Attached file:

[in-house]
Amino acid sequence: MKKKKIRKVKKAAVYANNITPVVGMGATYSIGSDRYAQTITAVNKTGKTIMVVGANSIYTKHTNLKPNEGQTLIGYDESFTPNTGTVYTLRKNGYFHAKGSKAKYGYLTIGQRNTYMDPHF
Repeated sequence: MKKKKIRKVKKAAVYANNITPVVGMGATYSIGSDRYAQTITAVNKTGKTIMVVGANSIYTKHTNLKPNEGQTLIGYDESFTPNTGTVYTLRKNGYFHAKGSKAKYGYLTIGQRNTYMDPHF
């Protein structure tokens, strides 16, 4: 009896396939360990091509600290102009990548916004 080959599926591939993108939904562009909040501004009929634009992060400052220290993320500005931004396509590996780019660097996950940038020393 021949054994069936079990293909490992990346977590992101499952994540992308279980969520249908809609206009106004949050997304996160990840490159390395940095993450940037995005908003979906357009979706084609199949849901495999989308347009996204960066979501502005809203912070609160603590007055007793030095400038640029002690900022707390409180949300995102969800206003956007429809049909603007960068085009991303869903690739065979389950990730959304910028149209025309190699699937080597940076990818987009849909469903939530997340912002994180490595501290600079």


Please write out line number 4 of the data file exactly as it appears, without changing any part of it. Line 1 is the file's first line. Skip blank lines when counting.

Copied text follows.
């Protein structure tokens, strides 16, 4: 009896396939360990091509600290102009990548916004 080959599926591939993108939904562009909040501004009929634009992060400052220290993320500005931004396509590996780019660097996950940038020393 021949054994069936079990293909490992990346977590992101499952994540992308279980969520249908809609206009106004949050997304996160990840490159390395940095993450940037995005908003979906357009979706084609199949849901495999989308347009996204960066979501502005809203912070609160603590007055007793030095400038640029002690900022707390409180949300995102969800206003956007429809049909603007960068085009991303869903690739065979389950990730959304910028149209025309190699699937080597940076990818987009849909469903939530997340912002994180490595501290600079």